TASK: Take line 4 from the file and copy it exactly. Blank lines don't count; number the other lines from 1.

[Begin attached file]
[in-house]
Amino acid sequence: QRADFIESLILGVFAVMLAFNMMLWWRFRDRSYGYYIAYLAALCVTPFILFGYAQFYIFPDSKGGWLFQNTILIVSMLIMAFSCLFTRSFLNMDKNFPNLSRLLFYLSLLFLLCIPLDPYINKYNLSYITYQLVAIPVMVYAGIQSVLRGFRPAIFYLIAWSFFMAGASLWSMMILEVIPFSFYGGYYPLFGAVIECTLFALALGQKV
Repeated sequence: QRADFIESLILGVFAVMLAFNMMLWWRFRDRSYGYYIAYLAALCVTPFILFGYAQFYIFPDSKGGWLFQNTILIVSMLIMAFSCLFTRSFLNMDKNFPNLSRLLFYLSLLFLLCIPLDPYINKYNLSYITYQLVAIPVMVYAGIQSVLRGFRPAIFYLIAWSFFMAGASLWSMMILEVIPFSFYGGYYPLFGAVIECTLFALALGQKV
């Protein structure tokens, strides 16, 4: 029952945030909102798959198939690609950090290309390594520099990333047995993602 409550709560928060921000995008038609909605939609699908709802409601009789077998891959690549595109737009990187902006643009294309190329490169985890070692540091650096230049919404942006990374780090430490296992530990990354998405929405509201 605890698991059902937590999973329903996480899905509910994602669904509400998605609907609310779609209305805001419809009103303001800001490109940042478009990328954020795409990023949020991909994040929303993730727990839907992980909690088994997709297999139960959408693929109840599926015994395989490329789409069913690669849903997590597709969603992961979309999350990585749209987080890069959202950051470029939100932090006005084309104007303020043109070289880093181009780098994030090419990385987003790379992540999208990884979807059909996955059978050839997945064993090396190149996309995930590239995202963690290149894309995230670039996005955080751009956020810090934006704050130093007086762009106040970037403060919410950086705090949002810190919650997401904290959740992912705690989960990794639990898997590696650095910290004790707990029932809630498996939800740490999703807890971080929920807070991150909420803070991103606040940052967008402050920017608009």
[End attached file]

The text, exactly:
């Protein structure tokens, strides 16, 4: 029952945030909102798959198939690609950090290309390594520099990333047995993602 409550709560928060921000995008038609909605939609699908709802409601009789077998891959690549595109737009990187902006643009294309190329490169985890070692540091650096230049919404942006990374780090430490296992530990990354998405929405509201 605890698991059902937590999973329903996480899905509910994602669904509400998605609907609310779609209305805001419809009103303001800001490109940042478009990328954020795409990023949020991909994040929303993730727990839907992980909690088994997709297999139960959408693929109840599926015994395989490329789409069913690669849903997590597709969603992961979309999350990585749209987080890069959202950051470029939100932090006005084309104007303020043109070289880093181009780098994030090419990385987003790379992540999208990884979807059909996955059978050839997945064993090396190149996309995930590239995202963690290149894309995230670039996005955080751009956020810090934006704050130093007086762009106040970037403060919410950086705090949002810190919650997401904290959740992912705690989960990794639990898997590696650095910290004790707990029932809630498996939800740490999703807890971080929920807070991150909420803070991103606040940052967008402050920017608009």